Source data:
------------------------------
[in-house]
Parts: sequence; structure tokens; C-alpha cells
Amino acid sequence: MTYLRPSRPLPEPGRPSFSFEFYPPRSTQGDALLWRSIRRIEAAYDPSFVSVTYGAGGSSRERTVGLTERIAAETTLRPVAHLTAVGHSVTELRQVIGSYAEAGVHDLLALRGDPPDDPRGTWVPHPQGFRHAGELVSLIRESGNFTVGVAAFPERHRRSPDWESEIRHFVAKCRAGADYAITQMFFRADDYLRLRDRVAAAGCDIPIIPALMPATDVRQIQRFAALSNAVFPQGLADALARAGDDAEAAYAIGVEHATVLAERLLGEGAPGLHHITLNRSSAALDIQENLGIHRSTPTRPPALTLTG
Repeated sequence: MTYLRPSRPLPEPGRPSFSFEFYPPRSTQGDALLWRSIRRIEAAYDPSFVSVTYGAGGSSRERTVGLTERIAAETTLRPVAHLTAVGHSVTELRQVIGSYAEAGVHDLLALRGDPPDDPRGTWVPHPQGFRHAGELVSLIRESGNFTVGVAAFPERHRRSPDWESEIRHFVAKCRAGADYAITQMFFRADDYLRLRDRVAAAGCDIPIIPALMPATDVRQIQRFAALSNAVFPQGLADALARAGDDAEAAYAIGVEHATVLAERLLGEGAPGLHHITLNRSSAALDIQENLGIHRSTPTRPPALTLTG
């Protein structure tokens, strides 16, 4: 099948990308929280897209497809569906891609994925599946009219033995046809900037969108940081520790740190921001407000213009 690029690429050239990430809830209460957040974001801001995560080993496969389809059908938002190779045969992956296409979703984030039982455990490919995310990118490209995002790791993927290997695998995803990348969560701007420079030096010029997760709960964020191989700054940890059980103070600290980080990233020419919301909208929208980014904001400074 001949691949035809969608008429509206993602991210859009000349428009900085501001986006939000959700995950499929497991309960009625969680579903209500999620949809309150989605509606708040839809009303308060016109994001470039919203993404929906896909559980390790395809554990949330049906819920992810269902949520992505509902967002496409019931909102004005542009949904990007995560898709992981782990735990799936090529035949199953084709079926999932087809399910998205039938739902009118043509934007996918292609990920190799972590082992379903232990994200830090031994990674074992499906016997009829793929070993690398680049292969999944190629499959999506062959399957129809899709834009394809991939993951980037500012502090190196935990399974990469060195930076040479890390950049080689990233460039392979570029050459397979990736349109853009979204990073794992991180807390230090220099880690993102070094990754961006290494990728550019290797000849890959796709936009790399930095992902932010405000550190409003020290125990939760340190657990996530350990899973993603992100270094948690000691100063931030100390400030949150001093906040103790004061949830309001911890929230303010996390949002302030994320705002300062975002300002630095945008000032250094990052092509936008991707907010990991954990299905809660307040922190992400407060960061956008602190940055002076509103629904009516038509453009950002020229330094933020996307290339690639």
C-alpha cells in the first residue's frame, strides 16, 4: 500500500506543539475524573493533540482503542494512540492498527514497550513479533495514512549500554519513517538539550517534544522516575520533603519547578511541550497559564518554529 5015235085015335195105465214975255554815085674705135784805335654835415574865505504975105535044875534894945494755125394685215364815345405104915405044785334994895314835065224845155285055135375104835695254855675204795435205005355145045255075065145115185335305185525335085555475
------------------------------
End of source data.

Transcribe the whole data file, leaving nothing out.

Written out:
[in-house]
Parts: sequence; structure tokens; C-alpha cells
Amino acid sequence: MTYLRPSRPLPEPGRPSFSFEFYPPRSTQGDALLWRSIRRIEAAYDPSFVSVTYGAGGSSRERTVGLTERIAAETTLRPVAHLTAVGHSVTELRQVIGSYAEAGVHDLLALRGDPPDDPRGTWVPHPQGFRHAGELVSLIRESGNFTVGVAAFPERHRRSPDWESEIRHFVAKCRAGADYAITQMFFRADDYLRLRDRVAAAGCDIPIIPALMPATDVRQIQRFAALSNAVFPQGLADALARAGDDAEAAYAIGVEHATVLAERLLGEGAPGLHHITLNRSSAALDIQENLGIHRSTPTRPPALTLTG
Repeated sequence: MTYLRPSRPLPEPGRPSFSFEFYPPRSTQGDALLWRSIRRIEAAYDPSFVSVTYGAGGSSRERTVGLTERIAAETTLRPVAHLTAVGHSVTELRQVIGSYAEAGVHDLLALRGDPPDDPRGTWVPHPQGFRHAGELVSLIRESGNFTVGVAAFPERHRRSPDWESEIRHFVAKCRAGADYAITQMFFRADDYLRLRDRVAAAGCDIPIIPALMPATDVRQIQRFAALSNAVFPQGLADALARAGDDAEAAYAIGVEHATVLAERLLGEGAPGLHHITLNRSSAALDIQENLGIHRSTPTRPPALTLTG
């Protein structure tokens, strides 16, 4: 099948990308929280897209497809569906891609994925599946009219033995046809900037969108940081520790740190921001407000213009 690029690429050239990430809830209460957040974001801001995560080993496969389809059908938002190779045969992956296409979703984030039982455990490919995310990118490209995002790791993927290997695998995803990348969560701007420079030096010029997760709960964020191989700054940890059980103070600290980080990233020419919301909208929208980014904001400074 001949691949035809969608008429509206993602991210859009000349428009900085501001986006939000959700995950499929497991309960009625969680579903209500999620949809309150989605509606708040839809009303308060016109994001470039919203993404929906896909559980390790395809554990949330049906819920992810269902949520992505509902967002496409019931909102004005542009949904990007995560898709992981782990735990799936090529035949199953084709079926999932087809399910998205039938739902009118043509934007996918292609990920190799972590082992379903232990994200830090031994990674074992499906016997009829793929070993690398680049292969999944190629499959999506062959399957129809899709834009394809991939993951980037500012502090190196935990399974990469060195930076040479890390950049080689990233460039392979570029050459397979990736349109853009979204990073794992991180807390230090220099880690993102070094990754961006290494990728550019290797000849890959796709936009790399930095992902932010405000550190409003020290125990939760340190657990996530350990899973993603992100270094948690000691100063931030100390400030949150001093906040103790004061949830309001911890929230303010996390949002302030994320705002300062975002300002630095945008000032250094990052092509936008991707907010990991954990299905809660307040922190992400407060960061956008602190940055002076509103629904009516038509453009950002020229330094933020996307290339690639």
C-alpha cells in the first residue's frame, strides 16, 4: 500500500506543539475524573493533540482503542494512540492498527514497550513479533495514512549500554519513517538539550517534544522516575520533603519547578511541550497559564518554529 5015235085015335195105465214975255554815085674705135784805335654835415574865505504975105535044875534894945494755125394685215364815345405104915405044785334994895314835065224845155285055135375104835695254855675204795435205005355145045255075065145115185335305185525335085555475